- Steve finally manages to get the drop on and disarm The Dragon Alfred, and has him at gunpoint for about 30 seconds — but does not pull the trigger, because he's freaked out about Alfred being a transvestite! Not only that, but the pause gives Alfred time to run away and set the base's self-destruct mechanism. While Claire and Steve escape, Alfred is able to set the autopilot on their plane remotely, sending them to Antarctica.
- While in Antarctica, Steve messes up operating a drill, flooding the room they're in with toxic gas — because he was busy staring at Claire's butt. This sends Claire all over the complex to find a gas mask.
- After all that, Steve turns into a huge monster and tries to kill Claire, forcing her to use ammo and/or herbs to get away from him which really should be used by Chris instead, since he's the one that has to kill the Big Bad, Alexia.
- Sheva Alomar of Resident Evil 5 largely owed her Scrappy-ness to this in single-player mode where she was controlled by some very "special" AI. Aside from moments in the game that were tailor-fit to require two people (like carrying a lantern or needing to hold a gate open), she's rarely useful and often a hindrance as she drains your ammo and curative items, and triggers a Game Over if she dies. It's really telling that people actually made a Solo Mod not for the Self-Imposed Challenge, but to put an end to her "help" and play the game in peace. Chris also counts if you play as Sheva in the New Game+.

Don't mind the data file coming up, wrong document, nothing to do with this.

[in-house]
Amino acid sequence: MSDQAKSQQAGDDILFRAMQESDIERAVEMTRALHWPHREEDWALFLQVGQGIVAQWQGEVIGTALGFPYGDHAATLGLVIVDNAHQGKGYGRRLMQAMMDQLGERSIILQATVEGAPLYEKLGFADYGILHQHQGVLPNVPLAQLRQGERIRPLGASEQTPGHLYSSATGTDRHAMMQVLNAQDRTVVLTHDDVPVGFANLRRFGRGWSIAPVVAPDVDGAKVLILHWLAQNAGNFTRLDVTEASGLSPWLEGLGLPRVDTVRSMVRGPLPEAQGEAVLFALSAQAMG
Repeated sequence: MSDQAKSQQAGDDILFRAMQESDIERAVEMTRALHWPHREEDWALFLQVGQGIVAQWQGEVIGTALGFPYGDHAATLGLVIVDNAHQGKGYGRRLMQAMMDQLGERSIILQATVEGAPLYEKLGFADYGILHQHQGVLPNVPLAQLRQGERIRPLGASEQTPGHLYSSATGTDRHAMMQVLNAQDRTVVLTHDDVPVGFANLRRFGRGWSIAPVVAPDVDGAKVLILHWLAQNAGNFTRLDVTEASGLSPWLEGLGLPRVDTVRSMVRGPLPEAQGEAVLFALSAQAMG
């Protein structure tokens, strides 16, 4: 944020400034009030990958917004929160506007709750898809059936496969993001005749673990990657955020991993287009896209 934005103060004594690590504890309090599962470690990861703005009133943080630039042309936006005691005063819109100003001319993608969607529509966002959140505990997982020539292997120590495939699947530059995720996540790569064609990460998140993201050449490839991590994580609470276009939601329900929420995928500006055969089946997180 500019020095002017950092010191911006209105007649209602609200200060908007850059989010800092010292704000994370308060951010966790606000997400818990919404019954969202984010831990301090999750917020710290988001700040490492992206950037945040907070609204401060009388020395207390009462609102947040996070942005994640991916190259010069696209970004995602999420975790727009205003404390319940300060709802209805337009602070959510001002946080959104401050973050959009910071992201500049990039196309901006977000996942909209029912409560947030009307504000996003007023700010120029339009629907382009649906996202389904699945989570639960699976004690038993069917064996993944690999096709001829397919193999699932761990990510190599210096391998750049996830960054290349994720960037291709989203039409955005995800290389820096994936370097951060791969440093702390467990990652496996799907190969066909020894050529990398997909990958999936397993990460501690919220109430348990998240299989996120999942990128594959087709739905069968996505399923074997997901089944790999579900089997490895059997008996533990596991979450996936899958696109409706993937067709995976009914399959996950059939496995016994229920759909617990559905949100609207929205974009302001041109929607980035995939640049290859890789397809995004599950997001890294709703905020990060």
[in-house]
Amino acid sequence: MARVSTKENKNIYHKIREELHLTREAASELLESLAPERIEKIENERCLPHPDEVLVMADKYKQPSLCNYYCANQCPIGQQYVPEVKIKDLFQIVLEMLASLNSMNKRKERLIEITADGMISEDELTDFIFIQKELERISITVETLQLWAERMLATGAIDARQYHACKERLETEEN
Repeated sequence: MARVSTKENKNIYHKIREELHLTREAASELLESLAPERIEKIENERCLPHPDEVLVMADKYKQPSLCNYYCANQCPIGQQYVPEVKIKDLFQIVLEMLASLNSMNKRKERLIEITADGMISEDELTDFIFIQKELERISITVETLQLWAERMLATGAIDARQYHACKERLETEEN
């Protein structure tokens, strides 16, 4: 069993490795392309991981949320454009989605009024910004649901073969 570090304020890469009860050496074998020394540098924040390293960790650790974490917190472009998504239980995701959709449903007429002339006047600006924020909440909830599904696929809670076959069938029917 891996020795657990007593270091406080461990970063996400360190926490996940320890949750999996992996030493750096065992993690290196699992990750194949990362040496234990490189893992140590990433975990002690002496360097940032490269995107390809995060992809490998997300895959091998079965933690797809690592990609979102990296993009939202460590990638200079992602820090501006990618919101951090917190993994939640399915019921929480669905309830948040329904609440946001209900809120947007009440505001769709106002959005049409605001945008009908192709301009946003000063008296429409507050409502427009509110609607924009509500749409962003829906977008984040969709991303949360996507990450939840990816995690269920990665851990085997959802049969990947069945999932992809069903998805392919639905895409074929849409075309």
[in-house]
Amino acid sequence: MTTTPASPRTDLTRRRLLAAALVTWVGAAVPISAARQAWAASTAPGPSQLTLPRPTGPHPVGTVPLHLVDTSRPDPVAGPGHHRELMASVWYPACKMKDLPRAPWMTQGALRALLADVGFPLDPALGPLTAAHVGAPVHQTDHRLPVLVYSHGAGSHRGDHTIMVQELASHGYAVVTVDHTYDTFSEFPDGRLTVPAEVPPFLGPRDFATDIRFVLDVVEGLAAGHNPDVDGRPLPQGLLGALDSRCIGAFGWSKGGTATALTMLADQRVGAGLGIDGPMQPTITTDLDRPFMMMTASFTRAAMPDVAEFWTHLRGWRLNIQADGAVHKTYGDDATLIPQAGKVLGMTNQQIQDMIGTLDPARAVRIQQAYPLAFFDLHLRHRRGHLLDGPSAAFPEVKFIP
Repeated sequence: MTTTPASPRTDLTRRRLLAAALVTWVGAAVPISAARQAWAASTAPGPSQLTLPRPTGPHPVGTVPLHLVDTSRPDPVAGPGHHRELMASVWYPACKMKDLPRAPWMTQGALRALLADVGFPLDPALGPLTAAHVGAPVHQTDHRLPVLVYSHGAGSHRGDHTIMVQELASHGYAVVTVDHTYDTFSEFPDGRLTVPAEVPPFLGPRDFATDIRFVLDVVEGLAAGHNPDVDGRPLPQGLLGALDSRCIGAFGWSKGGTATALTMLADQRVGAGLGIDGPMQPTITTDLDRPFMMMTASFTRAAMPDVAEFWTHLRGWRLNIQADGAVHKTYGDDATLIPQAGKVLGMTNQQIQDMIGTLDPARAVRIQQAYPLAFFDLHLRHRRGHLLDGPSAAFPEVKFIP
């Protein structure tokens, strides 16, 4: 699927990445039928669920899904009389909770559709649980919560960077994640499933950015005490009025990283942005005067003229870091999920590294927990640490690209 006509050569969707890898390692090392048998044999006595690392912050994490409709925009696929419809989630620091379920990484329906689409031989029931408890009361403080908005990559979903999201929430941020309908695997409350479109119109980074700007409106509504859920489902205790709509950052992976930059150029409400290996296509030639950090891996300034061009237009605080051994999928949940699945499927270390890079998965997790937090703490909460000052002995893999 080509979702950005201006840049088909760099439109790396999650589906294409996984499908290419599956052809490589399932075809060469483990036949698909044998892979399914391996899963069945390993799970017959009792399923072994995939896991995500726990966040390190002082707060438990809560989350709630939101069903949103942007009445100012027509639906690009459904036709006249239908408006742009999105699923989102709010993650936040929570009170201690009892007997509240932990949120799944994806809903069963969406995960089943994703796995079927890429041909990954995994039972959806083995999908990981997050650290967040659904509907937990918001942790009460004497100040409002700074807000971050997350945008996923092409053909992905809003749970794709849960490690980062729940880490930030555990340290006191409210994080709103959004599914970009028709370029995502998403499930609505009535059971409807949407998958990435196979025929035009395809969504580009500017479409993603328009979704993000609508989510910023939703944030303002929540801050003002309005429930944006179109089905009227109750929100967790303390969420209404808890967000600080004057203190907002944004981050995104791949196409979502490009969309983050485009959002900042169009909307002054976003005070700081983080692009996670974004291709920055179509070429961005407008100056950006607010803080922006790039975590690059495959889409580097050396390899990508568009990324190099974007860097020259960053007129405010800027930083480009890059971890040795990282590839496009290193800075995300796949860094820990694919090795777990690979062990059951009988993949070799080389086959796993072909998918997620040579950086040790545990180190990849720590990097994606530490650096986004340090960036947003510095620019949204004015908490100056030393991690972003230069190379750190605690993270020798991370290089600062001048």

- Inverted in Lifeline, where you are the helper telling an AI character what to do via a USB microphone. Unfortunately, voice recognition has never been a precise technology, and in getting Rio to do something you'll often end up repeating your instructions enough times to make Navi look like a mute. Also played straight, however, as Rio will repeatedly ask you for advice in a way that hints at what you have to advise her to do.
- The Suffering. The game encourages the player to help the other survivors they find on the prison island. Shame the other survivors tend to crazily wound the player while trying to destroy monsters. Only one apologizes.